Christians, who understand what God requires, obey or disobey on principles, not whims or wishes. Schaeffer observes that wherever the Reformation flourished, two essential and inseparable aspects from the Christian worldview governed citizens: (1) because God ordains governments, he establishes proper order, including officials to whom honor is due (Romans 13:7); and (2) the obligation to honor God’s ordained civil authorities does not eliminate “civil disobedience” when magistrates command what God forbids or forbid what God requires (99).
A foundational premise of Francis Schaeffer’s message in A Christian Manifesto is that Christians became fragmented in their thinking concerning the American culture, society, and government. He argues that evangelical leaders failed to equip Christians adequately to recognize and address the radical shift taking place before their watching eyes. Thus, ministers unwittingly induced Christians in the pews to separate life into sacred and secular realms. This misguided compartmentalization prompted Christians to withdraw from the world around them and cede the public square to the burgeoning shift from the worldview governed by nature’s God to a worldview ruled by “material-energy, chance orientation generation” (89). Tragically this withdrawal from society intensified the worldly sacred-secular division.
So, as the general society increasingly adopted a totalizing world and life view contrary to Christianity, all the while raiding aspects from it, evangelicals also shifted away from upholding and representing Christianity as the comprehensive view for all of life. Generally, following the lead of their ministers and teachers, Christians came to think and speak in terms of “bits and pieces” instead of holistically. They’ve lamented abortion, family breakdown, or the erosion of public school education, but they have failed to see that all of these symptoms are in fact part of one larger problem: an anti-Christian worldview rooted in humanism.
At the founding of the American nation, the Christian worldview was integral to the drafting of the Constitution and the shaping of the stated principles and actions even of individuals who were not Christians, such as Thomas Jefferson and Benjamin Franklin. The gradual erosion of this worldview brought incremental changes throughout the nineteenth century. Schaeffer argues that during the first eighty years of the twentieth century a more rapid departure from that worldview subjected every institution to substantial alteration—whether family, school, church, or government.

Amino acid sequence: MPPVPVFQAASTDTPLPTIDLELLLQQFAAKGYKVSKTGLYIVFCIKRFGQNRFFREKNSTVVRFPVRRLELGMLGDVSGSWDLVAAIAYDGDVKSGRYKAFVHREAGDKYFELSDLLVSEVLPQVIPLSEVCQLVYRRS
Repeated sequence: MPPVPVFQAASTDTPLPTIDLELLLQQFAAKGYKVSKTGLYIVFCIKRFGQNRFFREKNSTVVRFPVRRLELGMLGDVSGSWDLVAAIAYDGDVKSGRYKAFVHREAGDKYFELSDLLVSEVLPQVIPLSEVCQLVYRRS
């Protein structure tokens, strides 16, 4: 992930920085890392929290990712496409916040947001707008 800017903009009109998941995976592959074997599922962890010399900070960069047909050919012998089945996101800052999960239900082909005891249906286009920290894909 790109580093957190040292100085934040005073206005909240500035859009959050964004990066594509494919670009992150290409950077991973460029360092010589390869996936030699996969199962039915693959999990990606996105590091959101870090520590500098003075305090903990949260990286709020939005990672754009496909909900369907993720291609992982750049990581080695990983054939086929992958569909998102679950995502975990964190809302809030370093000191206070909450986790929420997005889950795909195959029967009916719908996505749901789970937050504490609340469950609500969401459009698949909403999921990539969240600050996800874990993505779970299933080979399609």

Pietism’s “platonic spirituality” regards the “material” world as separate from and less important than the “spiritual” realm. Thus, Pietism’s “bits and pieces” view of the world could not withstand the ascendancy of Naturalism’s comprehensive worldview. Scientism, one of Naturalism’s spawns, sought to supplant the infinite Creator (whose providence is the basis of all reality) with a finite and supposedly self-sustaining creation. Naturalism is a view of the whole creation consisting of only material or energy that has always existed and has self-assembled into its present complex form by the random, unintelligent, and impersonal movement of evolution through billions of years.
Published just a few years after the nation’s bicentennial in 1976, A Christian Manifesto (1981) made the case that our nation’s prevailing worldview “violently opposed . . . what the Founding Fathers of this country and those in the thirteen individual states had in mind when they came together and formed the union” (89). He rightly argues that when the nation’s Founders declared independence from Britain and drafted the Constitution, they were guided by a basically Christian and biblical understanding of the relationship between the individual and the state. While many hastily assume America’s founding was birthed in rebellion, a more diligent inquiry reveals a conservative impulse that upheld the rule of law.
Importantly, the worldview that gave birth to this nation, among both Theists and Deists, upheld the belief that creation’s God endowed humans with rights to be protected by the civil government as a “delegated authority” to which citizens are obligated to submit out of reverence for God (Romans 13:1–7).